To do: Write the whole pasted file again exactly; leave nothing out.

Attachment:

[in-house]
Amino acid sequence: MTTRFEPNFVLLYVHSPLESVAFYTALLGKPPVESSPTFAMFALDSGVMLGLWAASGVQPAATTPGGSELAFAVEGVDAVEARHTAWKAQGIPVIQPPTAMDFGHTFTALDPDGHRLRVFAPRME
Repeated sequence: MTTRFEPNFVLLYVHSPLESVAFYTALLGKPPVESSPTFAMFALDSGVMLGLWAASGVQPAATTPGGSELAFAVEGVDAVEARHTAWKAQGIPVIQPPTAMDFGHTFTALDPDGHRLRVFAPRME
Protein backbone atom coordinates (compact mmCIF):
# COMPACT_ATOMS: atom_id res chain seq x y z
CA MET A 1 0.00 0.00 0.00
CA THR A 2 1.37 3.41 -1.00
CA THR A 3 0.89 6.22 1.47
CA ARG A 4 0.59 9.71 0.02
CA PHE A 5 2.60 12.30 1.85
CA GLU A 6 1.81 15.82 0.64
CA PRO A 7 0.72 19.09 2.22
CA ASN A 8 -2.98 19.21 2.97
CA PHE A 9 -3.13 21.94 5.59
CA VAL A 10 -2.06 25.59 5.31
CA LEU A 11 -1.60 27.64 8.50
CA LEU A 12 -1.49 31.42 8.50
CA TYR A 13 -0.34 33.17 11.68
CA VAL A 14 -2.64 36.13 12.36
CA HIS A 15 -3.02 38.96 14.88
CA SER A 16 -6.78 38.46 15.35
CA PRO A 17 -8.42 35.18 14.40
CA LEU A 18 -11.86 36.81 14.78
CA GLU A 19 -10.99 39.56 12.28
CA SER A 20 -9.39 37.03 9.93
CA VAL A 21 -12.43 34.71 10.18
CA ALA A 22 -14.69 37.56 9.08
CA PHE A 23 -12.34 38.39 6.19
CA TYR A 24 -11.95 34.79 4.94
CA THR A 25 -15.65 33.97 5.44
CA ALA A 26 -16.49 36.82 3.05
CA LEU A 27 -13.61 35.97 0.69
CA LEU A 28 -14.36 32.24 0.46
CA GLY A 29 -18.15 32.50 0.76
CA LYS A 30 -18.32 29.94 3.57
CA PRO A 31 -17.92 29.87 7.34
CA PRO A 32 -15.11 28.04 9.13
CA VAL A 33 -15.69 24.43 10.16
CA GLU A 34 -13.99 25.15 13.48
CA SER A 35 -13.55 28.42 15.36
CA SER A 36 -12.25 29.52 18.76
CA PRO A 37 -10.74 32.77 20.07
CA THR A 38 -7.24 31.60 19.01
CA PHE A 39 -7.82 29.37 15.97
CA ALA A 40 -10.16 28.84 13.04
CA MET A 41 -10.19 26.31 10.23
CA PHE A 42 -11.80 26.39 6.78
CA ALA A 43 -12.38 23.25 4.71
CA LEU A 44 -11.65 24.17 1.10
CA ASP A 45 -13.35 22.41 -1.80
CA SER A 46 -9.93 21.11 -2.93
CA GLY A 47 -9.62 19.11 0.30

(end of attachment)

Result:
[in-house]
Amino acid sequence: MTTRFEPNFVLLYVHSPLESVAFYTALLGKPPVESSPTFAMFALDSGVMLGLWAASGVQPAATTPGGSELAFAVEGVDAVEARHTAWKAQGIPVIQPPTAMDFGHTFTALDPDGHRLRVFAPRME
Repeated sequence: MTTRFEPNFVLLYVHSPLESVAFYTALLGKPPVESSPTFAMFALDSGVMLGLWAASGVQPAATTPGGSELAFAVEGVDAVEARHTAWKAQGIPVIQPPTAMDFGHTFTALDPDGHRLRVFAPRME
Protein backbone atom coordinates (compact mmCIF):
# COMPACT_ATOMS: atom_id res chain seq x y z
CA MET A 1 0.00 0.00 0.00
CA THR A 2 1.37 3.41 -1.00
CA THR A 3 0.89 6.22 1.47
CA ARG A 4 0.59 9.71 0.02
CA PHE A 5 2.60 12.30 1.85
CA GLU A 6 1.81 15.82 0.64
CA PRO A 7 0.72 19.09 2.22
CA ASN A 8 -2.98 19.21 2.97
CA PHE A 9 -3.13 21.94 5.59
CA VAL A 10 -2.06 25.59 5.31
CA LEU A 11 -1.60 27.64 8.50
CA LEU A 12 -1.49 31.42 8.50
CA TYR A 13 -0.34 33.17 11.68
CA VAL A 14 -2.64 36.13 12.36
CA HIS A 15 -3.02 38.96 14.88
CA SER A 16 -6.78 38.46 15.35
CA PRO A 17 -8.42 35.18 14.40
CA LEU A 18 -11.86 36.81 14.78
CA GLU A 19 -10.99 39.56 12.28
CA SER A 20 -9.39 37.03 9.93
CA VAL A 21 -12.43 34.71 10.18
CA ALA A 22 -14.69 37.56 9.08
CA PHE A 23 -12.34 38.39 6.19
CA TYR A 24 -11.95 34.79 4.94
CA THR A 25 -15.65 33.97 5.44
CA ALA A 26 -16.49 36.82 3.05
CA LEU A 27 -13.61 35.97 0.69
CA LEU A 28 -14.36 32.24 0.46
CA GLY A 29 -18.15 32.50 0.76
CA LYS A 30 -18.32 29.94 3.57
CA PRO A 31 -17.92 29.87 7.34
CA PRO A 32 -15.11 28.04 9.13
CA VAL A 33 -15.69 24.43 10.16
CA GLU A 34 -13.99 25.15 13.48
CA SER A 35 -13.55 28.42 15.36
CA SER A 36 -12.25 29.52 18.76
CA PRO A 37 -10.74 32.77 20.07
CA THR A 38 -7.24 31.60 19.01
CA PHE A 39 -7.82 29.37 15.97
CA ALA A 40 -10.16 28.84 13.04
CA MET A 41 -10.19 26.31 10.23
CA PHE A 42 -11.80 26.39 6.78
CA ALA A 43 -12.38 23.25 4.71
CA LEU A 44 -11.65 24.17 1.10
CA ASP A 45 -13.35 22.41 -1.80
CA SER A 46 -9.93 21.11 -2.93
CA GLY A 47 -9.62 19.11 0.30